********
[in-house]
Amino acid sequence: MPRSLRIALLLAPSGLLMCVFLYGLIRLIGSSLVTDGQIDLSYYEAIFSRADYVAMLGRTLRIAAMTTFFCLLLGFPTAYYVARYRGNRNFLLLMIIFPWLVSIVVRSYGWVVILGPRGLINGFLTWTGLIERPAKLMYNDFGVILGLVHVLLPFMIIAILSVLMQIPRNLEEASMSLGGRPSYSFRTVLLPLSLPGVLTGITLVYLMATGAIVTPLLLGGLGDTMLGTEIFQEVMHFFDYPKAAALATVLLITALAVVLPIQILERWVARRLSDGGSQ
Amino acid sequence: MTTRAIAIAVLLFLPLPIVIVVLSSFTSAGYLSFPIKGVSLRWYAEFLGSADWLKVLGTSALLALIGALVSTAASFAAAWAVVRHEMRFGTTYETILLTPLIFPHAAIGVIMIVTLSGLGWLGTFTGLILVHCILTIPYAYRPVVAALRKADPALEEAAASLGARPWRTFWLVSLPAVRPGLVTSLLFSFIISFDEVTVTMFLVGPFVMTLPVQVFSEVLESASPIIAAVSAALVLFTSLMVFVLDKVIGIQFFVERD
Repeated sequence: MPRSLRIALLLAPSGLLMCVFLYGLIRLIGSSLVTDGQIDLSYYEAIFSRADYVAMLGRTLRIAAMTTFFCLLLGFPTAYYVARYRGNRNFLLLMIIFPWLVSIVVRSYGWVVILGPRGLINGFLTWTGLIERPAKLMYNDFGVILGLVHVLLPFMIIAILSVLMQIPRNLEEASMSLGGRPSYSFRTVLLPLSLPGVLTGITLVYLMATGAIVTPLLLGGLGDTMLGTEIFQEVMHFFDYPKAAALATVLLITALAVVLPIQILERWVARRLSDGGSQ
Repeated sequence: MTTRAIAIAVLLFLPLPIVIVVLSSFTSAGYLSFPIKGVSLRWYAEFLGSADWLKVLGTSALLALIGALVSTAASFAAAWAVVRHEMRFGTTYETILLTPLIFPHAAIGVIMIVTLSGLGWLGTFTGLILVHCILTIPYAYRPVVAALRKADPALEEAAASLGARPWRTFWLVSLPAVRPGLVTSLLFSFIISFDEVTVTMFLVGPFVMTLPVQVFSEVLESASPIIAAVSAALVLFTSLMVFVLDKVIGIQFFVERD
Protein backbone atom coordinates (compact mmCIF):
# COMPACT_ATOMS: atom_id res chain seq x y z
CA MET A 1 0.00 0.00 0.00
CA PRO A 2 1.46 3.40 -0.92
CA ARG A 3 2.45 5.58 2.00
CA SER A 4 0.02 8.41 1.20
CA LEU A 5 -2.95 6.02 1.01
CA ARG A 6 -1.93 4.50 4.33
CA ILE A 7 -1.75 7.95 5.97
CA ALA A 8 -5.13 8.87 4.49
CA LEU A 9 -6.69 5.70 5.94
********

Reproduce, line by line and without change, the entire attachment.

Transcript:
[in-house]
Amino acid sequence: MPRSLRIALLLAPSGLLMCVFLYGLIRLIGSSLVTDGQIDLSYYEAIFSRADYVAMLGRTLRIAAMTTFFCLLLGFPTAYYVARYRGNRNFLLLMIIFPWLVSIVVRSYGWVVILGPRGLINGFLTWTGLIERPAKLMYNDFGVILGLVHVLLPFMIIAILSVLMQIPRNLEEASMSLGGRPSYSFRTVLLPLSLPGVLTGITLVYLMATGAIVTPLLLGGLGDTMLGTEIFQEVMHFFDYPKAAALATVLLITALAVVLPIQILERWVARRLSDGGSQ
Amino acid sequence: MTTRAIAIAVLLFLPLPIVIVVLSSFTSAGYLSFPIKGVSLRWYAEFLGSADWLKVLGTSALLALIGALVSTAASFAAAWAVVRHEMRFGTTYETILLTPLIFPHAAIGVIMIVTLSGLGWLGTFTGLILVHCILTIPYAYRPVVAALRKADPALEEAAASLGARPWRTFWLVSLPAVRPGLVTSLLFSFIISFDEVTVTMFLVGPFVMTLPVQVFSEVLESASPIIAAVSAALVLFTSLMVFVLDKVIGIQFFVERD
Repeated sequence: MPRSLRIALLLAPSGLLMCVFLYGLIRLIGSSLVTDGQIDLSYYEAIFSRADYVAMLGRTLRIAAMTTFFCLLLGFPTAYYVARYRGNRNFLLLMIIFPWLVSIVVRSYGWVVILGPRGLINGFLTWTGLIERPAKLMYNDFGVILGLVHVLLPFMIIAILSVLMQIPRNLEEASMSLGGRPSYSFRTVLLPLSLPGVLTGITLVYLMATGAIVTPLLLGGLGDTMLGTEIFQEVMHFFDYPKAAALATVLLITALAVVLPIQILERWVARRLSDGGSQ
Repeated sequence: MTTRAIAIAVLLFLPLPIVIVVLSSFTSAGYLSFPIKGVSLRWYAEFLGSADWLKVLGTSALLALIGALVSTAASFAAAWAVVRHEMRFGTTYETILLTPLIFPHAAIGVIMIVTLSGLGWLGTFTGLILVHCILTIPYAYRPVVAALRKADPALEEAAASLGARPWRTFWLVSLPAVRPGLVTSLLFSFIISFDEVTVTMFLVGPFVMTLPVQVFSEVLESASPIIAAVSAALVLFTSLMVFVLDKVIGIQFFVERD
Protein backbone atom coordinates (compact mmCIF):
# COMPACT_ATOMS: atom_id res chain seq x y z
CA MET A 1 0.00 0.00 0.00
CA PRO A 2 1.46 3.40 -0.92
CA ARG A 3 2.45 5.58 2.00
CA SER A 4 0.02 8.41 1.20
CA LEU A 5 -2.95 6.02 1.01
CA ARG A 6 -1.93 4.50 4.33
CA ILE A 7 -1.75 7.95 5.97
CA ALA A 8 -5.13 8.87 4.49
CA LEU A 9 -6.69 5.70 5.94